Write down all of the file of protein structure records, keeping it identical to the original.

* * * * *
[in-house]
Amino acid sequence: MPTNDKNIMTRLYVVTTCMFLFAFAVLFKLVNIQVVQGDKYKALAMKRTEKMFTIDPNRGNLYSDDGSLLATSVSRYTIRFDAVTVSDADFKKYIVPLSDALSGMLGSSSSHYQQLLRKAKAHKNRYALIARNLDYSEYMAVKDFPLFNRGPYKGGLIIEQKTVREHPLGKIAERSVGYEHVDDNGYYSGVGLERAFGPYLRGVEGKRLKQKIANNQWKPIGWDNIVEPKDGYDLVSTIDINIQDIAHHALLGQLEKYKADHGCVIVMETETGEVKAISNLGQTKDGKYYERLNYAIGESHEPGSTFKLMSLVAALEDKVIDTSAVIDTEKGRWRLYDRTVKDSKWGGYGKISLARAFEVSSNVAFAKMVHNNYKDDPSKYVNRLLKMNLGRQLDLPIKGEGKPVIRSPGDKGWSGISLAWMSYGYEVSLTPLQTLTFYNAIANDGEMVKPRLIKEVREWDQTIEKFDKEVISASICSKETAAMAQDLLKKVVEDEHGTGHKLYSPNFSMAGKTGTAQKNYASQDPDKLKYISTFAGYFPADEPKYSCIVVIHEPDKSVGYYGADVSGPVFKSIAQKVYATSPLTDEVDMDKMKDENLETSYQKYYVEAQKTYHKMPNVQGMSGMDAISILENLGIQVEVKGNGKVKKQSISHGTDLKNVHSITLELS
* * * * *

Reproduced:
[in-house]
Amino acid sequence: MPTNDKNIMTRLYVVTTCMFLFAFAVLFKLVNIQVVQGDKYKALAMKRTEKMFTIDPNRGNLYSDDGSLLATSVSRYTIRFDAVTVSDADFKKYIVPLSDALSGMLGSSSSHYQQLLRKAKAHKNRYALIARNLDYSEYMAVKDFPLFNRGPYKGGLIIEQKTVREHPLGKIAERSVGYEHVDDNGYYSGVGLERAFGPYLRGVEGKRLKQKIANNQWKPIGWDNIVEPKDGYDLVSTIDINIQDIAHHALLGQLEKYKADHGCVIVMETETGEVKAISNLGQTKDGKYYERLNYAIGESHEPGSTFKLMSLVAALEDKVIDTSAVIDTEKGRWRLYDRTVKDSKWGGYGKISLARAFEVSSNVAFAKMVHNNYKDDPSKYVNRLLKMNLGRQLDLPIKGEGKPVIRSPGDKGWSGISLAWMSYGYEVSLTPLQTLTFYNAIANDGEMVKPRLIKEVREWDQTIEKFDKEVISASICSKETAAMAQDLLKKVVEDEHGTGHKLYSPNFSMAGKTGTAQKNYASQDPDKLKYISTFAGYFPADEPKYSCIVVIHEPDKSVGYYGADVSGPVFKSIAQKVYATSPLTDEVDMDKMKDENLETSYQKYYVEAQKTYHKMPNVQGMSGMDAISILENLGIQVEVKGNGKVKKQSISHGTDLKNVHSITLELS